Guest Author - Bonnie Sayers
I chose Judge Judy Sheindlin’s Win or Lose by How you Choose! for my son to assist him in social dilemmas that would require some thought. Children with autism are literal thinkers and lack in social situations, so having a book to go over before any of these challenges took place was the key factor in the purchase. It is somewhat similar to a social story many high functioning autistic children use to assist in the learning process as well as a stepping stone for promoting further socialization. By knowing the situations beforehand my son can reflect on these pages throughout the structure of his day.
There are no page numbers inside Judge Judy Sheindlin’s Win or Lose by How you Choose! We jumped right into the book going through the scenarios until my son was ready for a break. The recommended age group is seven to twelve. I wanted to make sure we did not go through the entire book in one sitting, thus gradually making our way through the sequence of events profiled in the pages.
There are several situations that could have more than one correct response. Judge Judy Sheindlin’s Win or Lose by How you Choose! helps parents and children communicate which decisions fit the situation and discuss the outcome via these methods. These are everyday occurrences that involve not only children but adults and people that are going about their daily lives when they are confronted with a child or situation that needs to be rectified. The illustrations do not give away any answers, but do capture the confusion some of these dilemmas bring about.
Some examples of the issues profiled include:
Arriving at a birthday party with no present
Your brother got a piece of mail marked private
The line at the checkout is very long
Your friends are smoking and making fun of you for not smoking
Your best friend tells you a secret – someone gave them a drug to try
The ball you threw broke the classroom window
You borrowed a friend’s bike and accidentally broke it
Your friend wants you to give him your homework
A sample of the responses to a situation is:
Your father left his car keys in the ignition.
A. Tell your father about the keys right away.
B. Take the keys out of the ignition and give them to your father.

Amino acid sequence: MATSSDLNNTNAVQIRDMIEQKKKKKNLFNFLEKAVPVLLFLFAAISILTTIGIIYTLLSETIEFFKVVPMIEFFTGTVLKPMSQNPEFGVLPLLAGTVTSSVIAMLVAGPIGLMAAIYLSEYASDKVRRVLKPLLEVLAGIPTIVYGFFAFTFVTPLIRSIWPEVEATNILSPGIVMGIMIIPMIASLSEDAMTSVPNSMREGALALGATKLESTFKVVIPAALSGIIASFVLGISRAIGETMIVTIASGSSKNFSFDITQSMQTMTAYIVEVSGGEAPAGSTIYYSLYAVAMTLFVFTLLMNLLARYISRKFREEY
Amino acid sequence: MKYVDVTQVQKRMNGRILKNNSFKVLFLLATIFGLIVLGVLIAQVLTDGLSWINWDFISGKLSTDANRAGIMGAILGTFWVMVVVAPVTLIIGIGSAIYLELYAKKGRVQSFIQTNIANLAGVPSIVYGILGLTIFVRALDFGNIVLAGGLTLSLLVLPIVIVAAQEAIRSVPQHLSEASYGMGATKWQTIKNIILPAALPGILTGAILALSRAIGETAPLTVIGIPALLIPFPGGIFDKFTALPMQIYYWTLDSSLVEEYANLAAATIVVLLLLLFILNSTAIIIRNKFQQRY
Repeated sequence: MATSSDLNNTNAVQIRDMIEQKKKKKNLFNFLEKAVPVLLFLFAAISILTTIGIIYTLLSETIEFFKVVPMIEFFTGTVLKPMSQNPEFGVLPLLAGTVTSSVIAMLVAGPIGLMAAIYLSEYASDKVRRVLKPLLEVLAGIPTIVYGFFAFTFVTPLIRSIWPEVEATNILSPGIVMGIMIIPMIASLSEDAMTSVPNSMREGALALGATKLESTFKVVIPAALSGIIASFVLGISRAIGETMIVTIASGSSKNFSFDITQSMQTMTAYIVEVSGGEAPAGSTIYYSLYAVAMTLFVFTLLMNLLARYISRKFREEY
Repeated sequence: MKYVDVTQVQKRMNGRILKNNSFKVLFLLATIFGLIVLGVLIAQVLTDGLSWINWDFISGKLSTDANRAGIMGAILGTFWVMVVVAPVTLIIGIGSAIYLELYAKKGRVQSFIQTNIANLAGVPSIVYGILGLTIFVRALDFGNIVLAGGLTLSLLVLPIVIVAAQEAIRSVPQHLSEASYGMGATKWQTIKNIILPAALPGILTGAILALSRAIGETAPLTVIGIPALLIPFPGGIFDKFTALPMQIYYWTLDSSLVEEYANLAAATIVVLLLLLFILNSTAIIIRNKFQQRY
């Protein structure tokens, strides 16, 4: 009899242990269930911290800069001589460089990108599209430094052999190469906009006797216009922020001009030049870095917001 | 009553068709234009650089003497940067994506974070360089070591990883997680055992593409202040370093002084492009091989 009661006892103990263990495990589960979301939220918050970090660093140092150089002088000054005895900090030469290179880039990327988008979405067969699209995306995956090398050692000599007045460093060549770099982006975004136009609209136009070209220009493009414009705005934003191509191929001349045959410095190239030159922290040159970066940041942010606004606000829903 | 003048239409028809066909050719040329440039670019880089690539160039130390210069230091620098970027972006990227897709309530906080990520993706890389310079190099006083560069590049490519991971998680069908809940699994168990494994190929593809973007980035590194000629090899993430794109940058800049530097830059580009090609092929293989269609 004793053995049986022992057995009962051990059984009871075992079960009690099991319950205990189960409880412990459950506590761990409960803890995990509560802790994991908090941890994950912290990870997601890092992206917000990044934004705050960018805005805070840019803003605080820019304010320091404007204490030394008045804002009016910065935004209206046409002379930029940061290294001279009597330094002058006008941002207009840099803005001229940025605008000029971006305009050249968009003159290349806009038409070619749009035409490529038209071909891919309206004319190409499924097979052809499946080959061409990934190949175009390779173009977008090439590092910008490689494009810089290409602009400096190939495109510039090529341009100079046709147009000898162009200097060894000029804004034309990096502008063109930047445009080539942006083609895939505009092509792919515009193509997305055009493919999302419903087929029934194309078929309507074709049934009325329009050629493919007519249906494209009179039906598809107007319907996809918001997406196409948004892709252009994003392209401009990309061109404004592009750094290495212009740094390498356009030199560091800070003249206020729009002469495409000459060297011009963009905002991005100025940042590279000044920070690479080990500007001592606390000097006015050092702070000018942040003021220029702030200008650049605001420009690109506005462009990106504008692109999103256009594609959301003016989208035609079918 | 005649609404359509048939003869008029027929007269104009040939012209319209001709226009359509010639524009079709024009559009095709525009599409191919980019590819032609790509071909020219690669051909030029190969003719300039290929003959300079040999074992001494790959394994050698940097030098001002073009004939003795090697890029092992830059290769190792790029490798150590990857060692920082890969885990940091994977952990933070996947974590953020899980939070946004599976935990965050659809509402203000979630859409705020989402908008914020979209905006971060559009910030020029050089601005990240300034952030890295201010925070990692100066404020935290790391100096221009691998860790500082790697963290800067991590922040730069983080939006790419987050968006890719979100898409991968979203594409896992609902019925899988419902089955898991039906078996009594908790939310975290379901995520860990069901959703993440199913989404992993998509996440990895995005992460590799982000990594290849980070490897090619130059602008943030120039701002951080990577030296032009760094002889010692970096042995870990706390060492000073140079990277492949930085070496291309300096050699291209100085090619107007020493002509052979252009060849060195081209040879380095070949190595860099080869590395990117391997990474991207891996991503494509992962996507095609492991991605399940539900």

C. Turn on the motor just to see what it feels like
D. Drive the car around the block a couple of times.
This is an example showing that A or B could be an answer chosen by a child and each could be correct. This all depends on the conversation that takes place after hearing the response from the child and determining what the family rule would be for future reference.
You’re sitting at the lunch counter having a soda. The person next to you finishes eating, leaves a big tip, and walks away. You should:
A. Keep drinking your soda and forget about the tip.
B. Tell the waitress that the man left her some money.
C. Slide the money over to your side when nobody is looking, so it will look as if you left the tip.
D. Take the money and use it to pay for your soda.
Another example where either A or B could work as a response in this instance. One other thought to keep in mind when having a conversation with your child about these examples is if this has ever happened in the past and what you did in front of your child. This works well for families in teaching moral values to children as well as reminding adults that children are watching our every move for guidance and to follow suit.
One more example where more than one answer would fit:
An elderly woman is trying to get in the elevator and she’s carrying a lot of packages. You should:
A. Ask if you can help her with the packages.
B. Just hold the door for her.
C. Rush into the elevator and press the close button so she won’t slow you down.
D. Get in first and if she makes it … she makes it!
Not all the options that make sense will be A or B, sometimes it seems that C or D is the correct response. The book is not presented in a systematic format, so each page is another setting that might take place at an office location, school, home or other venue. The answers are goofy, smart, thoughtful and silly. The characters are both boys and girls and appropriate for each gender in most of the same situations. The pages show how friends behave both good and bad, enabling the adult to discuss issues now rather than later.
This would also make a good classroom book for a teacher to make copies of pages and give as an assignment and to utilize as a discussion forum. Parents will be enlightened by the responses their children make and know when their children are ready for more challenges ahead. This will encourage better understanding of social situations and offer some perspective on what they face on a daily basis.
Judge Judy Sheindlin’s Win or Lose by How you Choose! was a big confidence booster for my son. He enjoyed the discussions and laughed at some of the answers. These challenges brought new questions for him to explore and help him maneuver through the social mazes he encounters. Another bonus is going through the book a few weeks after it has been completed to see if answers have changed over time and experience. The book was used on a daily basis for the second time during the school vacation. The first read through was on summer break.
Originally published on Epinions
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